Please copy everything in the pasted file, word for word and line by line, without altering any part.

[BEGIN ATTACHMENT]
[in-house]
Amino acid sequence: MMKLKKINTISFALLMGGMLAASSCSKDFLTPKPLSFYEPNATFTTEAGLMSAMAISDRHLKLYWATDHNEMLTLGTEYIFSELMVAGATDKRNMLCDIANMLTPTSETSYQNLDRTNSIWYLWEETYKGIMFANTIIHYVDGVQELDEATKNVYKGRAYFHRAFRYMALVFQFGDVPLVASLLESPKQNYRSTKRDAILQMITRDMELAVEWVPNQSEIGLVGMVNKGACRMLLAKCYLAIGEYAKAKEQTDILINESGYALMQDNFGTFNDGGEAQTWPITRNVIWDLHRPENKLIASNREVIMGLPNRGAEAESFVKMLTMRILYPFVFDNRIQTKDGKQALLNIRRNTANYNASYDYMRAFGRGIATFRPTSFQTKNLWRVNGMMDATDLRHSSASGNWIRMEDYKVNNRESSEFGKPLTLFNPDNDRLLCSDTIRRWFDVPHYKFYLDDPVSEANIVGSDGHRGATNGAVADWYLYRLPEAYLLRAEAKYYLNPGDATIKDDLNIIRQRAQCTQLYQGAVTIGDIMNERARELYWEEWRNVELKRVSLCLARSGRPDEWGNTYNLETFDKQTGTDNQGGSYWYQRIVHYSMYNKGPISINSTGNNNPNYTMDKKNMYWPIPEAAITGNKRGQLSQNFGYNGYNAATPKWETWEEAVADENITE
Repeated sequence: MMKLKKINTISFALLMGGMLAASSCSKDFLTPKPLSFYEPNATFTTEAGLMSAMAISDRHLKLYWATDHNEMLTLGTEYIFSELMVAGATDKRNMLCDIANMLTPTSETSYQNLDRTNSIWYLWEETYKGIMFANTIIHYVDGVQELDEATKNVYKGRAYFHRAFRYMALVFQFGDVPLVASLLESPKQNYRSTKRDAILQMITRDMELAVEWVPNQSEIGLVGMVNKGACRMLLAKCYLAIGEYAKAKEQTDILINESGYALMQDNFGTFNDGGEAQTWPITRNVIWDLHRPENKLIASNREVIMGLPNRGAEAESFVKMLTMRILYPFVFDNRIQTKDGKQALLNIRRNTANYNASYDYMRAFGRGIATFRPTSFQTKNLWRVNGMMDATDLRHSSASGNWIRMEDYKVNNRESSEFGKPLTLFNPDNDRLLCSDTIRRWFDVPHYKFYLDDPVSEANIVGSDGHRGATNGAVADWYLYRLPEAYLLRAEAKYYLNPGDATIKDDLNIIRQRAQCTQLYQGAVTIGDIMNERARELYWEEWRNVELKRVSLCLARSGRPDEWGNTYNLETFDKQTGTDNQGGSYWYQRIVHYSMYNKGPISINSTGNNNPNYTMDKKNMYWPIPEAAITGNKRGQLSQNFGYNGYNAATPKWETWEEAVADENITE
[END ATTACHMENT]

[in-house]
Amino acid sequence: MMKLKKINTISFALLMGGMLAASSCSKDFLTPKPLSFYEPNATFTTEAGLMSAMAISDRHLKLYWATDHNEMLTLGTEYIFSELMVAGATDKRNMLCDIANMLTPTSETSYQNLDRTNSIWYLWEETYKGIMFANTIIHYVDGVQELDEATKNVYKGRAYFHRAFRYMALVFQFGDVPLVASLLESPKQNYRSTKRDAILQMITRDMELAVEWVPNQSEIGLVGMVNKGACRMLLAKCYLAIGEYAKAKEQTDILINESGYALMQDNFGTFNDGGEAQTWPITRNVIWDLHRPENKLIASNREVIMGLPNRGAEAESFVKMLTMRILYPFVFDNRIQTKDGKQALLNIRRNTANYNASYDYMRAFGRGIATFRPTSFQTKNLWRVNGMMDATDLRHSSASGNWIRMEDYKVNNRESSEFGKPLTLFNPDNDRLLCSDTIRRWFDVPHYKFYLDDPVSEANIVGSDGHRGATNGAVADWYLYRLPEAYLLRAEAKYYLNPGDATIKDDLNIIRQRAQCTQLYQGAVTIGDIMNERARELYWEEWRNVELKRVSLCLARSGRPDEWGNTYNLETFDKQTGTDNQGGSYWYQRIVHYSMYNKGPISINSTGNNNPNYTMDKKNMYWPIPEAAITGNKRGQLSQNFGYNGYNAATPKWETWEEAVADENITE
Repeated sequence: MMKLKKINTISFALLMGGMLAASSCSKDFLTPKPLSFYEPNATFTTEAGLMSAMAISDRHLKLYWATDHNEMLTLGTEYIFSELMVAGATDKRNMLCDIANMLTPTSETSYQNLDRTNSIWYLWEETYKGIMFANTIIHYVDGVQELDEATKNVYKGRAYFHRAFRYMALVFQFGDVPLVASLLESPKQNYRSTKRDAILQMITRDMELAVEWVPNQSEIGLVGMVNKGACRMLLAKCYLAIGEYAKAKEQTDILINESGYALMQDNFGTFNDGGEAQTWPITRNVIWDLHRPENKLIASNREVIMGLPNRGAEAESFVKMLTMRILYPFVFDNRIQTKDGKQALLNIRRNTANYNASYDYMRAFGRGIATFRPTSFQTKNLWRVNGMMDATDLRHSSASGNWIRMEDYKVNNRESSEFGKPLTLFNPDNDRLLCSDTIRRWFDVPHYKFYLDDPVSEANIVGSDGHRGATNGAVADWYLYRLPEAYLLRAEAKYYLNPGDATIKDDLNIIRQRAQCTQLYQGAVTIGDIMNERARELYWEEWRNVELKRVSLCLARSGRPDEWGNTYNLETFDKQTGTDNQGGSYWYQRIVHYSMYNKGPISINSTGNNNPNYTMDKKNMYWPIPEAAITGNKRGQLSQNFGYNGYNAATPKWETWEEAVADENITE